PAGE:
M. Cherif Bassiouni, Distinguished Research Professor of Law Emeritus and President Emeritus, International Human Rights Law Institute, DePaul University, has taken issue with my reference to him in this article. This is what I wrote:
Other Islamic spokesmen in the U.S. have been even more flagrantly deceptive. M. Cherif Bassiouni, a professor of Law at DePaul University and President of the International Human Rights Law Institute, asserted about the notorious Abdul Rahman apostasy case in Afghanistan in 2006 that “a Muslim’s conversion to Christianity is not a crime punishable by death under Islamic law.” This is simply false. Islam’s death penalty for apostates is only a dead letter if no one cares or is able to enforce it in a particular case, but it is deeply rooted within Islam. Some argue that it derives from Qur’an 4:89, which speaks of those who have embraced the Islamic faith and then turned “renegade,” directing Muslims to “seize them and slay them wherever ye find them.” Muhammad, the prophet of Islam, said, “Whoever changed his Islamic religion, then kill him” (Bukhari, vol. 9, bk. 84, no. 57). This is a universal principle in Islamic law. The Islamic scholar and ex-Muslim Ibn Warraq explains that all the schools of Islamic jurisprudence teach this: “Under Muslim law, the male apostate must be put to death, as long as he is an adult, and in full possession of his faculties”¦.According to Hanafis and Shia, a woman is imprisoned until she repents and adopts Islam once more, but according to the influential Ibn Hanbal, and the Malikis and Shafiites, she is also put to death.”
I just received this email from Professor Bassiouni:
Mr. Robert Spencer
Dear Mr. Spencer,
I note once again that you are scurrilously attacking me. My position on apostasy has been expressed as early as 1983, namely that at the time of the Prophet it was not considered as only changing one’s mind but that it was the equivalent of joining the enemy and thus constituting high treason. In fact, at one time the Prophet had an agreement with the people in Makkah to return to Makkah all those who came from there, who wished to return after they had converted to Islam. I and a number of other distinguished Muslim scholars have long criticized the views of the four traditional Sunni schools. You may be interested to know that the piece you attribute as being “flagrantly deceptive,” which was published in the Tribune, was a written document submitted to the Court in Kabul in the Abdul Rahman apostasy case.
It is amazing to me how apparently little good faith and intellectual honesty you are displaying in your attack upon Islam and Muslims.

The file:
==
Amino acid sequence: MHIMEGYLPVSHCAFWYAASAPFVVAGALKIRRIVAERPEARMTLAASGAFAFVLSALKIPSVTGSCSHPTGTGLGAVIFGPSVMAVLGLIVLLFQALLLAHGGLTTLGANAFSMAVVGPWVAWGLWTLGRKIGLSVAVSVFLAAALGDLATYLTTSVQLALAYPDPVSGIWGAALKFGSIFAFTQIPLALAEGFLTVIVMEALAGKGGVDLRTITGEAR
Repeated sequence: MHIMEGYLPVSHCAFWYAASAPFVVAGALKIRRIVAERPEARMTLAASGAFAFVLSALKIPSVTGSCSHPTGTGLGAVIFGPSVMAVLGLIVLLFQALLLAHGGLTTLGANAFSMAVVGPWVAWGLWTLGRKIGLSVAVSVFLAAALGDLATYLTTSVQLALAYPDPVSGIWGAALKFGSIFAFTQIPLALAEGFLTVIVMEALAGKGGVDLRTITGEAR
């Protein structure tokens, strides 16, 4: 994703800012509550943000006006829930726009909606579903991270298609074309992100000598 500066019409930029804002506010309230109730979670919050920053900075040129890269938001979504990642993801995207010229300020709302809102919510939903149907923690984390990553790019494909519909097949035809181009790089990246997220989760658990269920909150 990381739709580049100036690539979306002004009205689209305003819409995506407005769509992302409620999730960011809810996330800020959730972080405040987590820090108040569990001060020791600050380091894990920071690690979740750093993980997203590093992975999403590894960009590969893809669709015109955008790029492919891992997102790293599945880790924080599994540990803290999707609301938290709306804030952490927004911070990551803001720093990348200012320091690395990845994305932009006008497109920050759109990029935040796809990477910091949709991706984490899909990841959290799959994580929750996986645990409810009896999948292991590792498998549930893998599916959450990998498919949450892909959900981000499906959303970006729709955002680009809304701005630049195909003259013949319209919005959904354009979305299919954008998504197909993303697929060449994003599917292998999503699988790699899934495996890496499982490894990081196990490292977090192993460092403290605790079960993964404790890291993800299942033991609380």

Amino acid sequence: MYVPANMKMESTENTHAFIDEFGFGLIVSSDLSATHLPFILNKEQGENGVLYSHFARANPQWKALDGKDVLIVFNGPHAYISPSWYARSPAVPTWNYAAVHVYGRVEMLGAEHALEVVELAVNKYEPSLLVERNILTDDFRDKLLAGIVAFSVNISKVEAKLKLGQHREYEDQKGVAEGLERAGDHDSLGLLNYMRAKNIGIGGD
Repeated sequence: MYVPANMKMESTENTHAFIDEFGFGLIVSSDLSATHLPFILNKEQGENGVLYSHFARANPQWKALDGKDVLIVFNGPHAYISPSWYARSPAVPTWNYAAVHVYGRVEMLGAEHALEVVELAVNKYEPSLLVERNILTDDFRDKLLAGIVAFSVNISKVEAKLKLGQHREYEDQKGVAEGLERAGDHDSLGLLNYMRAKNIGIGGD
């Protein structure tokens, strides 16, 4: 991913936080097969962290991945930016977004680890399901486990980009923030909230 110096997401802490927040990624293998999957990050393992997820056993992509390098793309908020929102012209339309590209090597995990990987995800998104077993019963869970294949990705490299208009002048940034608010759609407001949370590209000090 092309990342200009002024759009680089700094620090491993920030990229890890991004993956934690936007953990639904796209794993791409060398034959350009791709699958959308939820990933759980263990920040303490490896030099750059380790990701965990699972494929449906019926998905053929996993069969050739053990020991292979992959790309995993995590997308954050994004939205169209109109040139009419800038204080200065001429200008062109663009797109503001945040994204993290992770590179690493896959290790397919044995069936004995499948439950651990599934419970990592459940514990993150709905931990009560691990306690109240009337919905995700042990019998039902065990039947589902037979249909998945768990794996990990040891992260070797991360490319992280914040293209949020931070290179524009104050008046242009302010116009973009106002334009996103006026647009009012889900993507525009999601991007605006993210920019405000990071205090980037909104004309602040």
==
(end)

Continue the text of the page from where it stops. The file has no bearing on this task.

M. Cherif Bassiouni
Distinguished Research Professor of Law Emeritus
President Emeritus, International Human Rights Law Institute, DePaul University
I wrote this back to Professor Bassiouni:
Dear Professor Bassiouni,
Thank you for your kind note. May I publish it at Jihad Watch?
I fail to see how it is a lack of “good faith and intellectual honesty” to note what you yourself seem to assume when you say: “I and a number of other distinguished Muslim scholars have long criticized the views of the four traditional Sunni schools.” You thus appear to acknowledge that the “views of the four traditional Sunni schools” prescribe the death penalty for apostates. I am glad you oppose that position. However, it does seem to contradict the statement I quoted from you in my article: “a Muslim’s conversion to Christianity is not a crime punishable by death under Islamic law.”
If Islamic law does not view conversion to Christianity as a crime punishable by death, why do you criticize the views of the four traditional Sunni schools?
And if the traditional Sunni schools do indeed teach death for apostasy, as they obviously do and as you yourself seem to acknowledge in this note, then why do you accuse me of lacking “good faith and intellectual honesty” when I characterize as false your assertion that “Islamic law” does not prescribe death for apostates?
I’m sorry I didn’t have the honor and pleasure of meeting you when I spoke at DePaul last year. I’d be glad to come back to DePaul at my own expense, at a time convenient to you, in order to engage in a public discussion or debate about the issue of Islamic apostasy law with you. It would be a signal opportunity for you to establish, once and for all and in a public forum, my lack of “good faith and intellectual honesty.”
I look forward to hearing from you, and thank you again for writing.